6. You ARE an Anglophile! I'm impressed with everything you've read and the places you're more than familiar with. I'm going to Italy next month and understand what you mean about online booking and winding up with more reservations than you intended. My girlfriend and I haven't allowed ourselves to get too excited, yet, either. Too much to do!

    1. Ah… Italy. Save up all your adventures and then tell us on your blog. Stu and I are hoping to go next year. I need to start researching.

  7. I am so excited for you! My daughter and I recently returned from 2 weeks in England. We stayed exclusively in airbnb homes. Our digs in Bath and Bakewell were wonderful if you need recommendations. Coming from the states we were enthralled with the history. And Bath was an unexpected gem!

    1. Thanks, Kim. We've already booked Bath and Chatsworth, though. But good to have another positive story for Air B&B….we haven't tried booking with them yet.

  8. You'll have a wonderful holidays-If I only could visit Uk regulary (ok,with a little bit of Italy)for the rest of my life
    I've stayed always in Bloomsbury,it's my favourite part of London
    My plans are always very precise (Google maps-thank you!),I pick a thing or two for a day and than leave enough time for coffee,tea,lunch,people watching,sitting in the park….
    Thinking about it,everytime when in London I visited British museum (+ tea in main cafe),Saatchi Gallery (+best italian coffee in the town or tea,or both 🙂 at Mess) and National Portrait Gallery (+ tea and scones at Radisson Blue hotel on Leicester Square,across the store with affordable tickets for the shows ). They always have some great exibitions and I love this places so much
    October and February (although I've got flu in the plane in F.) were best for visiting -too many turists during the summer and much,much higher prices

    1. You are my kind of traveller, Dottoressa. I don't like to cram too many things into a single day. Good to have the tea and coffee recommendations. They will factor largely into our days, I know.

  9. I am excited for you! In 2014 I went on a literary tour of England, organized through a bookstore in Kansas City (I used to work at Rainy Day Books and I knew it would be exactly what I wanted), planned with a few meetings (tea!) with local British authors and geared to classic locales. We saw London, Bath, the Cotswolds, Stratford-upon-Avon, Oxford, and Hay on Wye in Wales. For an anglophile (British history major, British literature minor) it was 11 days of pure heaven. My favorite stop on the tour was Sudeley Castle, with Blenheim Palace being second. Although to say that makes me feel like having to choose my favorite child – impossible.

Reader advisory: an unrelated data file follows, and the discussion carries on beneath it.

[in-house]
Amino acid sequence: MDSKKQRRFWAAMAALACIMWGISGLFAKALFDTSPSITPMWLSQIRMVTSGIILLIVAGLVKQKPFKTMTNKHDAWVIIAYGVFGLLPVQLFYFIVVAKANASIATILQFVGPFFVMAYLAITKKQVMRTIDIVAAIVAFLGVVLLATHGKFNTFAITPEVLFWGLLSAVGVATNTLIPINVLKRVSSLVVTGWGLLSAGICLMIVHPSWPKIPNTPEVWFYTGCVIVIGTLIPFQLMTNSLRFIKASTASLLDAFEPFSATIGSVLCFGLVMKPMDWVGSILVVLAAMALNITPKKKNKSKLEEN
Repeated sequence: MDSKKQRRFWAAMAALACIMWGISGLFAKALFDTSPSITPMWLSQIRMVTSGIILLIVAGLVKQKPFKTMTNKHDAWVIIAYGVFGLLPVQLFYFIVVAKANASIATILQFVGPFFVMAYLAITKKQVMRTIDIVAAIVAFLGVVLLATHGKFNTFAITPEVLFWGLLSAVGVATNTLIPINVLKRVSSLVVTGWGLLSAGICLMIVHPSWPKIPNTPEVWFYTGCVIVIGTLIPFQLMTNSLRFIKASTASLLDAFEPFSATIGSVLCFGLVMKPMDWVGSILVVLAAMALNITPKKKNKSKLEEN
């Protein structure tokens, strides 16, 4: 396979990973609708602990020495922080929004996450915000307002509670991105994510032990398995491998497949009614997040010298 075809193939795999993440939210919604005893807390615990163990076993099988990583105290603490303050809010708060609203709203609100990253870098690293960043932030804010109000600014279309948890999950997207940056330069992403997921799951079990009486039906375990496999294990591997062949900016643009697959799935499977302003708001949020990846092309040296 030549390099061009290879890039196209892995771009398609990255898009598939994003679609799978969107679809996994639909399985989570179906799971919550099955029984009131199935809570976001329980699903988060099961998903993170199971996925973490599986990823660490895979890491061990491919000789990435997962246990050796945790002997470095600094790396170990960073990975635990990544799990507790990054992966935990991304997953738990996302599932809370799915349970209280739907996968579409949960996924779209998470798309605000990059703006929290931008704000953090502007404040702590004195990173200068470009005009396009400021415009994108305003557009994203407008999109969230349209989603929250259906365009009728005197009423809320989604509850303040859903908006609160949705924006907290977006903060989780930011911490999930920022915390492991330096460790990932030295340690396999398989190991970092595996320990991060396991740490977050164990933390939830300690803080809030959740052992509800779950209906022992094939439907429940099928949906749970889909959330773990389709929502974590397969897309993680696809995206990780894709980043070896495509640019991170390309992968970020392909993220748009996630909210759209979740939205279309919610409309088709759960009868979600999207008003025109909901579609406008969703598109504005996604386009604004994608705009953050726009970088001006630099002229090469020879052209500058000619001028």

For my free time in Bath, I went to the Fashion Museum of Bath which is located in the former Assembly Rooms that we have read about so much, and that was my favorite thing I/we did there (although of course the Roman Baths were spectacular). Here is a link: By the way, you should see about buying the Museums Saver ticket, or one of the other package tickets, depending on your interests. I loved this post for the opportunity to reminisce. Thank you so much.

    1. Sudeley Castle was on my list but I'm not sure of we;ll get there. The Fashion Museum is top of my list. I will bookmark that link…thanks.

    2. Sudeley is not so much an impressive place, it's more a warm, inviting look at a historical home. In fact it is a home that is open to the public. There is a quiet beauty to it and much history. When I was there, they let us peep out of the sewing room window to look down at the knot garden below. The garden is wonderful to look at from the ground, but much more evocative from above. I forgot until I saw another blog post, that the best thing in London was going to the Royal Mews (around the corner from Buckingham Palace) and also the Horse Guards. Those were things I did apart from the tour and were necessary from the horse woman standpoint. I shouldn't forget the National Gallery or the National Portrait Gallery either. It's all overwhelming unless you take it in pieces, just as you seem to be doing. We'll all be waiting to see everything through your eyes.

  10. So glad you found a hotel to suit — and Karen above says her sister loved it–it's always a good idea to ignore some of those posts on TripAdvisor, or at least take them with a big grain of salt. I find a regular sample of posters who expect luxury accommodation at prices that don't match, and then complain about what's missing instead of noticing the good. And you're in a very good location for getting to shows and galleries and shopping!
    And I should have known (did I already?) that you, too, are a Reginald Hill fan. His death was such a loss, as he took with him Dalziel and Pascoe, a host of wonderful minor characters, Wieldy being perhaps my very favourite… One of these days, I swear I'm going to sequester myself for a few weeks and read myself right through the series again, start to finish. . .

    1. Oh… I love Wieldy too. I always found that the actor who played him in the TV series was exactly as I had pictured him, taciturn, but good humoured. I found a website when I was writing this post yesterday that examines a couple of Hill's books for allusions and references to Jane Austen. I may go back and reread those books. Hill's books are always so clever. My favourite was the one where Elly was writing a book about Odysseus and she kept hearing her main character speak in Dalziel's voice.